Nailed it. Ellis is only 22, despite those social media photoshop jobs that might suggest otherwise.

None by Harrison Faigen

According to Selden, the Jayhawks never jumped on that joke bandwagon.

“Nobody talked to Perry like that. We all respected Perry too much,” Selden shared, with the question coming up because Ellis attended the same Pelicans workout. “Perry didn’t get no jokes at him or nothing in the locker room. Perry was the man. Nobody would dare.”

As for Selden’s New Orleans showing, at least one reporter was amazed with his effortless dunking and asked if that’s something he spends a lot of time practicing.

“I just feel really good lately,” Selden said of his explosiveness.

Kansas guard Wayne Selden Jr. (1) comes down after going baseline for a dunk during the second half, Friday, March 11, 2016 at Sprint Center in Kansas City, Mo.

Kansas guard Wayne Selden Jr. (1) comes down after going baseline for a dunk during the second half, Friday, March 11, 2016 at Sprint Center in Kansas City, Mo. by Nick Krug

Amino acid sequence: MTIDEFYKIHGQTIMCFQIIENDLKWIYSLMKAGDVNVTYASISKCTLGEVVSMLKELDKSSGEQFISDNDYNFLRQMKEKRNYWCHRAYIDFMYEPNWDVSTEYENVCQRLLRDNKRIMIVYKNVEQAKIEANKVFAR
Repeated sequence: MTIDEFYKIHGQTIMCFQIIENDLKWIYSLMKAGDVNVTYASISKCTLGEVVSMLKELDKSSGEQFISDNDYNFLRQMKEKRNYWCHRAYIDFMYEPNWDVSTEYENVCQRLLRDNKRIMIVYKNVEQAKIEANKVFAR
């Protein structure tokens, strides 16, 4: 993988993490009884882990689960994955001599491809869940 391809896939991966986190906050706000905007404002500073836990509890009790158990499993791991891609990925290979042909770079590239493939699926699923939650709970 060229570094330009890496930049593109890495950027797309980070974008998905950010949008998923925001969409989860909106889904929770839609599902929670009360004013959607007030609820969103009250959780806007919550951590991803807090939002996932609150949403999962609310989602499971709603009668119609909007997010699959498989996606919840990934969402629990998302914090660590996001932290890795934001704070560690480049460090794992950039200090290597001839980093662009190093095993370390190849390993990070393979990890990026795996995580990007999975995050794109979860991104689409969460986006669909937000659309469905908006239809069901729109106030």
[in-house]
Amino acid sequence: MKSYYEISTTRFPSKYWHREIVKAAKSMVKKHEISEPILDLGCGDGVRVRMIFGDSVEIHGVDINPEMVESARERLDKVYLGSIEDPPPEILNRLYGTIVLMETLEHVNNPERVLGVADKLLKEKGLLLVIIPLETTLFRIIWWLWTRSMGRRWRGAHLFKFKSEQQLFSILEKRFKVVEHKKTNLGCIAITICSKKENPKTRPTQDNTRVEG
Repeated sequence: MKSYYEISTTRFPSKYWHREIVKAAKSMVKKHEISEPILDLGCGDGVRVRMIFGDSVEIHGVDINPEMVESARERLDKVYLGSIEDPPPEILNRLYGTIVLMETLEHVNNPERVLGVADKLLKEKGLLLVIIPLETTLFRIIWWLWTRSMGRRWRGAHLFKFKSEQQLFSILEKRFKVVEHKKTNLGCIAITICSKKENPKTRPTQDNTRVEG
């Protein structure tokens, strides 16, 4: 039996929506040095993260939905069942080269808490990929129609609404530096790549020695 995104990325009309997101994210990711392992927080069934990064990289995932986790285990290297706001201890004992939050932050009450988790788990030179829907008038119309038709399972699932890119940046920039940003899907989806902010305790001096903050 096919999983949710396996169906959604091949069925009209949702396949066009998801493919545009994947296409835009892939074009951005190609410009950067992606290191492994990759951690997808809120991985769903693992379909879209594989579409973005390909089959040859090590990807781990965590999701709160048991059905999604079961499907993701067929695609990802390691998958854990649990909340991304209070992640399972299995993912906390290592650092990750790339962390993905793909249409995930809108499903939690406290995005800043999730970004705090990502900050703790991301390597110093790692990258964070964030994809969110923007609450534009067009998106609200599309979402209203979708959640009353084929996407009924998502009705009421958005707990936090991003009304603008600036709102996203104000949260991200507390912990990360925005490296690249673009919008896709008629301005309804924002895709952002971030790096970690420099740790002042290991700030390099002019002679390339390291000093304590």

Of course, Selden knows no team is drafting him solely for his powerful dunks.

“I’m just trying to play my game. That’s the biggest thing. Nothing more. Nothing less,” Selden said. “I can shoot it, I can guard different positions, I can get to the basket, I can create for others.”

What does the aspiring NBA 2-guard think of the Pelicans?

“It’s a good team. They’ve got a superstar in Anthony Davis. They’ve got great guard play and they’re good in transition, so I think that’s where I could fit,” Selden responded.

Unlike the Hornets, the Pelicans do own a couple of second-round picks not too far away from the range where Selden is expected to be drafted. New Orleans has back-to-back choices at No. 39 and No. 40.

While New Orleans does have Tyreke Evans, Jrue Holiday, Quincy Pondexter and Toney Douglas returning to its backcourt, injury issues often have depleted the team of its full cast the past couple of years, and Selden could give the Pelicans some rotation depth.